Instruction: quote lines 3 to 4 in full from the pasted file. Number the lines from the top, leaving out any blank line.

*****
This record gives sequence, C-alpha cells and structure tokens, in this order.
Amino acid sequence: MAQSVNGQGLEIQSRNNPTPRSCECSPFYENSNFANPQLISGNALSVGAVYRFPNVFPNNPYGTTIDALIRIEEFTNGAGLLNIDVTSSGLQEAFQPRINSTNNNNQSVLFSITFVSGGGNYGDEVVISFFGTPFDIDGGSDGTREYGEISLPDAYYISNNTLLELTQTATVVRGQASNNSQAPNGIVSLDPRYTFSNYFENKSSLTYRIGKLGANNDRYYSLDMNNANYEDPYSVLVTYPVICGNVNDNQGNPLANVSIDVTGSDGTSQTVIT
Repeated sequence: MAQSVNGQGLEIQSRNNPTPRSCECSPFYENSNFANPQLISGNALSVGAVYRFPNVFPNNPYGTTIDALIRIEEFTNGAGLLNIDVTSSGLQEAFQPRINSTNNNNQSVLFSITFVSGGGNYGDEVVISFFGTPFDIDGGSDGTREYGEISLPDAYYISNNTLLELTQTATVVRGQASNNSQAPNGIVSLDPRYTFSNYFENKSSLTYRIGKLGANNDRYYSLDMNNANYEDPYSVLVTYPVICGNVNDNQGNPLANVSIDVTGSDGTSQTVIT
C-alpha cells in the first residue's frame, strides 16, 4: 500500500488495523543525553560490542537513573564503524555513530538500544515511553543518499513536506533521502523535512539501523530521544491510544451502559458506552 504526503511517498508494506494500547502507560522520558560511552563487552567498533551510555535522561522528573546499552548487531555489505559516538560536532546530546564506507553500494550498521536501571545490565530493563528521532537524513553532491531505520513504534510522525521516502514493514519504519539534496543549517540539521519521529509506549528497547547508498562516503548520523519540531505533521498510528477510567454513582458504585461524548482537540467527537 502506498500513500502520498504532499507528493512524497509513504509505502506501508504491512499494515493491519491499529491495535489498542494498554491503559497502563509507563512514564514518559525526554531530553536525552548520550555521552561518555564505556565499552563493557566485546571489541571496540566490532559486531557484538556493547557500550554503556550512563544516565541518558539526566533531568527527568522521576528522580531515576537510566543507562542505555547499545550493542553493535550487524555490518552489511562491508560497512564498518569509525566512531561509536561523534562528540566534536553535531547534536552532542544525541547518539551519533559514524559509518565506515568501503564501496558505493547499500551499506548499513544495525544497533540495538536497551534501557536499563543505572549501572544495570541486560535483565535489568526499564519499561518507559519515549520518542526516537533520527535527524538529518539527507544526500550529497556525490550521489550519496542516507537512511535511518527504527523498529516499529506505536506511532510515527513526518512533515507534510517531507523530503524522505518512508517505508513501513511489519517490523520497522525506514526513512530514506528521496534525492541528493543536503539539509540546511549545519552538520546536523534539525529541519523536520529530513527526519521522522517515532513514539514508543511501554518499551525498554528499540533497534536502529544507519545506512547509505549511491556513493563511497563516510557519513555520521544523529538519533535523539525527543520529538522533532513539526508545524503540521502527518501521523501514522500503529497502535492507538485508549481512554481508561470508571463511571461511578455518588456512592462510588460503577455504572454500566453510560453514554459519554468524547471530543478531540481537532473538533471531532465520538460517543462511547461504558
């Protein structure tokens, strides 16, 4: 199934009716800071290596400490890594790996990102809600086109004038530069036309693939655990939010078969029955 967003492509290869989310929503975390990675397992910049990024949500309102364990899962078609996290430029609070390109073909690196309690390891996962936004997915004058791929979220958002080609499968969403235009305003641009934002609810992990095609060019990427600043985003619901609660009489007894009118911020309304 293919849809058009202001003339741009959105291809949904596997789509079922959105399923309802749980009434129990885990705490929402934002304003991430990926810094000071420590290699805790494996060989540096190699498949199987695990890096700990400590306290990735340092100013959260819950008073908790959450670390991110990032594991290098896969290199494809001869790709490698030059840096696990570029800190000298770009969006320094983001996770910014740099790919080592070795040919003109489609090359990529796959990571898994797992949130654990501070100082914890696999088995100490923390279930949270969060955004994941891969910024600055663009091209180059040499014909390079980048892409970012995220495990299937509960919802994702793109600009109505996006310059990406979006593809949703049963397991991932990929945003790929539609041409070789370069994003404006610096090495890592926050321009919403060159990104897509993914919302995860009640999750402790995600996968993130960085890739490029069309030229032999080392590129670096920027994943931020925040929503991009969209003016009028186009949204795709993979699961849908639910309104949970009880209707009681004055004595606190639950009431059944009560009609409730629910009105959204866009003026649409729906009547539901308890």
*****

Repeated sequence: MAQSVNGQGLEIQSRNNPTPRSCECSPFYENSNFANPQLISGNALSVGAVYRFPNVFPNNPYGTTIDALIRIEEFTNGAGLLNIDVTSSGLQEAFQPRINSTNNNNQSVLFSITFVSGGGNYGDEVVISFFGTPFDIDGGSDGTREYGEISLPDAYYISNNTLLELTQTATVVRGQASNNSQAPNGIVSLDPRYTFSNYFENKSSLTYRIGKLGANNDRYYSLDMNNANYEDPYSVLVTYPVICGNVNDNQGNPLANVSIDVTGSDGTSQTVIT
C-alpha cells in the first residue's frame, strides 16, 4: 500500500488495523543525553560490542537513573564503524555513530538500544515511553543518499513536506533521502523535512539501523530521544491510544451502559458506552 504526503511517498508494506494500547502507560522520558560511552563487552567498533551510555535522561522528573546499552548487531555489505559516538560536532546530546564506507553500494550498521536501571545490565530493563528521532537524513553532491531505520513504534510522525521516502514493514519504519539534496543549517540539521519521529509506549528497547547508498562516503548520523519540531505533521498510528477510567454513582458504585461524548482537540467527537 502506498500513500502520498504532499507528493512524497509513504509505502506501508504491512499494515493491519491499529491495535489498542494498554491503559497502563509507563512514564514518559525526554531530553536525552548520550555521552561518555564505556565499552563493557566485546571489541571496540566490532559486531557484538556493547557500550554503556550512563544516565541518558539526566533531568527527568522521576528522580531515576537510566543507562542505555547499545550493542553493535550487524555490518552489511562491508560497512564498518569509525566512531561509536561523534562528540566534536553535531547534536552532542544525541547518539551519533559514524559509518565506515568501503564501496558505493547499500551499506548499513544495525544497533540495538536497551534501557536499563543505572549501572544495570541486560535483565535489568526499564519499561518507559519515549520518542526516537533520527535527524538529518539527507544526500550529497556525490550521489550519496542516507537512511535511518527504527523498529516499529506505536506511532510515527513526518512533515507534510517531507523530503524522505518512508517505508513501513511489519517490523520497522525506514526513512530514506528521496534525492541528493543536503539539509540546511549545519552538520546536523534539525529541519523536520529530513527526519521522522517515532513514539514508543511501554518499551525498554528499540533497534536502529544507519545506512547509505549511491556513493563511497563516510557519513555520521544523529538519533535523539525527543520529538522533532513539526508545524503540521502527518501521523501514522500503529497502535492507538485508549481512554481508561470508571463511571461511578455518588456512592462510588460503577455504572454500566453510560453514554459519554468524547471530543478531540481537532473538533471531532465520538460517543462511547461504558